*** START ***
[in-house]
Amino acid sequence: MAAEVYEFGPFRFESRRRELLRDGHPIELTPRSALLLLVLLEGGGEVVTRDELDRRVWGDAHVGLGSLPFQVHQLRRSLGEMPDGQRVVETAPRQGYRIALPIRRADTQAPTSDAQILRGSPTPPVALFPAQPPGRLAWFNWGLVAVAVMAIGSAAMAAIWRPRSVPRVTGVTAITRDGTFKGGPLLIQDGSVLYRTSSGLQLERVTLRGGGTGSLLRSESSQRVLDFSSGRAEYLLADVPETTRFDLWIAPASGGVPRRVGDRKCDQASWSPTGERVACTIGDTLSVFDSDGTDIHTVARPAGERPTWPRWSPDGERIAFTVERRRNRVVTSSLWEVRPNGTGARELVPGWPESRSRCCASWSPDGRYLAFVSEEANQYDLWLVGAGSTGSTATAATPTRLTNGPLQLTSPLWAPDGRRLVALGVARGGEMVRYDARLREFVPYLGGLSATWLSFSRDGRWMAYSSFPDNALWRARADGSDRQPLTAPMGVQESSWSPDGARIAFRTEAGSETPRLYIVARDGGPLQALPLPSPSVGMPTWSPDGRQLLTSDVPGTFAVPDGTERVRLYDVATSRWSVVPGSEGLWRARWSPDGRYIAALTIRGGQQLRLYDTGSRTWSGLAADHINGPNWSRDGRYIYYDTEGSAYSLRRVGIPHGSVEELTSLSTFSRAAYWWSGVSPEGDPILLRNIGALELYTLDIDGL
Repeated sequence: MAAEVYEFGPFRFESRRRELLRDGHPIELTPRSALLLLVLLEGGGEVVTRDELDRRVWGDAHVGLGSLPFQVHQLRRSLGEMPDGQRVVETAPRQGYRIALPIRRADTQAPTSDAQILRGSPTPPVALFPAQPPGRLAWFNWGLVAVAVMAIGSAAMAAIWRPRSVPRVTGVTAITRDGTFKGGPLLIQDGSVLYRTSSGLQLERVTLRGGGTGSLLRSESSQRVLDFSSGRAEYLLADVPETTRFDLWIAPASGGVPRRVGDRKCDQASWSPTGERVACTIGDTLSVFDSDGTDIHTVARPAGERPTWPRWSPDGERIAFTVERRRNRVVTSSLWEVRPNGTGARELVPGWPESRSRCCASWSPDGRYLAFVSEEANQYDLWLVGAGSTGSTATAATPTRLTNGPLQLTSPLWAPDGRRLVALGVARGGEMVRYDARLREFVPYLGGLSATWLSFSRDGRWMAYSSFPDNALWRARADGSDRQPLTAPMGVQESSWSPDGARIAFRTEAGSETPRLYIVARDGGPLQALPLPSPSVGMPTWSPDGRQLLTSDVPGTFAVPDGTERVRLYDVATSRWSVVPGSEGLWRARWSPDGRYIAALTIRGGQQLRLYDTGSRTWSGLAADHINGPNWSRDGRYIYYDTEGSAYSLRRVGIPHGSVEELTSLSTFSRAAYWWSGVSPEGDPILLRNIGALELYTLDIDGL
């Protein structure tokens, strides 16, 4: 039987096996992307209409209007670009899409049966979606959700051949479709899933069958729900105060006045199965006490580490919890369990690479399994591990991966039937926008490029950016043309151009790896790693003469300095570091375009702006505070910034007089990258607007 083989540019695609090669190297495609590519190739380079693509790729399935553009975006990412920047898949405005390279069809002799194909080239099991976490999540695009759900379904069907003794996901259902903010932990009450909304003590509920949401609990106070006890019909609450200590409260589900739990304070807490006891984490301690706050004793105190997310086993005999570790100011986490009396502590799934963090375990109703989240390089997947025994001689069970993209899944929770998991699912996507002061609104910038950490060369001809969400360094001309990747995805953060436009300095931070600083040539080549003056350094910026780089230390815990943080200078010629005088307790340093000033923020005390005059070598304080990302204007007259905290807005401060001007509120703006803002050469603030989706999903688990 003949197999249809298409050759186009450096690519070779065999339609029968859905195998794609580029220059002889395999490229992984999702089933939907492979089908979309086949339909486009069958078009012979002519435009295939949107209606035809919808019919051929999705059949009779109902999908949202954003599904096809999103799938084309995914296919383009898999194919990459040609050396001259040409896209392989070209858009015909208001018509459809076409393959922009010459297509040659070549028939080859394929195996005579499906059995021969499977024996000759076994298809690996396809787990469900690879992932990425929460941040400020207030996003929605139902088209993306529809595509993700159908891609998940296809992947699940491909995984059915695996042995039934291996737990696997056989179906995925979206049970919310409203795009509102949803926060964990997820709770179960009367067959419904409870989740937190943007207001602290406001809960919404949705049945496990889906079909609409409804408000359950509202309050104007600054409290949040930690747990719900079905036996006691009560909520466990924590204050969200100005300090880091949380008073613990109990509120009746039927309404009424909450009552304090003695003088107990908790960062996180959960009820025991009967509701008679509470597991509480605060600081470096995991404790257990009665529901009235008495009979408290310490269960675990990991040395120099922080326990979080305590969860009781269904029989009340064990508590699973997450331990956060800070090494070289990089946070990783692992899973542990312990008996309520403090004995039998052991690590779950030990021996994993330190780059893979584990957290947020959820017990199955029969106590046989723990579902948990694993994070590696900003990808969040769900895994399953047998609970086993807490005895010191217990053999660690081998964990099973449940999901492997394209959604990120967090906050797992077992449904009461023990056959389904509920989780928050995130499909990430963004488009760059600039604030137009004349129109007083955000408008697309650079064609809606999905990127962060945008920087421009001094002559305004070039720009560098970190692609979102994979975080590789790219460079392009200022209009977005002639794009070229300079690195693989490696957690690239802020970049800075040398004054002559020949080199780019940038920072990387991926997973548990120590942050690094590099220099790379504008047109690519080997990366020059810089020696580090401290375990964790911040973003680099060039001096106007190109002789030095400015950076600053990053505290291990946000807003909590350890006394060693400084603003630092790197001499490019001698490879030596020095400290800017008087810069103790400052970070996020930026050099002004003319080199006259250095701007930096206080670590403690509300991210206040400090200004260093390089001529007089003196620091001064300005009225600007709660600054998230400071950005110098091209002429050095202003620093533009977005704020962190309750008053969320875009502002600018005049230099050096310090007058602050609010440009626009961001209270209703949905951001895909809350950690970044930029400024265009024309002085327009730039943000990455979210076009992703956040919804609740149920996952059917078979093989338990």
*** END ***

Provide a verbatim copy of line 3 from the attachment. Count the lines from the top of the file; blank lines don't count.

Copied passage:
Repeated sequence: MAAEVYEFGPFRFESRRRELLRDGHPIELTPRSALLLLVLLEGGGEVVTRDELDRRVWGDAHVGLGSLPFQVHQLRRSLGEMPDGQRVVETAPRQGYRIALPIRRADTQAPTSDAQILRGSPTPPVALFPAQPPGRLAWFNWGLVAVAVMAIGSAAMAAIWRPRSVPRVTGVTAITRDGTFKGGPLLIQDGSVLYRTSSGLQLERVTLRGGGTGSLLRSESSQRVLDFSSGRAEYLLADVPETTRFDLWIAPASGGVPRRVGDRKCDQASWSPTGERVACTIGDTLSVFDSDGTDIHTVARPAGERPTWPRWSPDGERIAFTVERRRNRVVTSSLWEVRPNGTGARELVPGWPESRSRCCASWSPDGRYLAFVSEEANQYDLWLVGAGSTGSTATAATPTRLTNGPLQLTSPLWAPDGRRLVALGVARGGEMVRYDARLREFVPYLGGLSATWLSFSRDGRWMAYSSFPDNALWRARADGSDRQPLTAPMGVQESSWSPDGARIAFRTEAGSETPRLYIVARDGGPLQALPLPSPSVGMPTWSPDGRQLLTSDVPGTFAVPDGTERVRLYDVATSRWSVVPGSEGLWRARWSPDGRYIAALTIRGGQQLRLYDTGSRTWSGLAADHINGPNWSRDGRYIYYDTEGSAYSLRRVGIPHGSVEELTSLSTFSRAAYWWSGVSPEGDPILLRNIGALELYTLDIDGL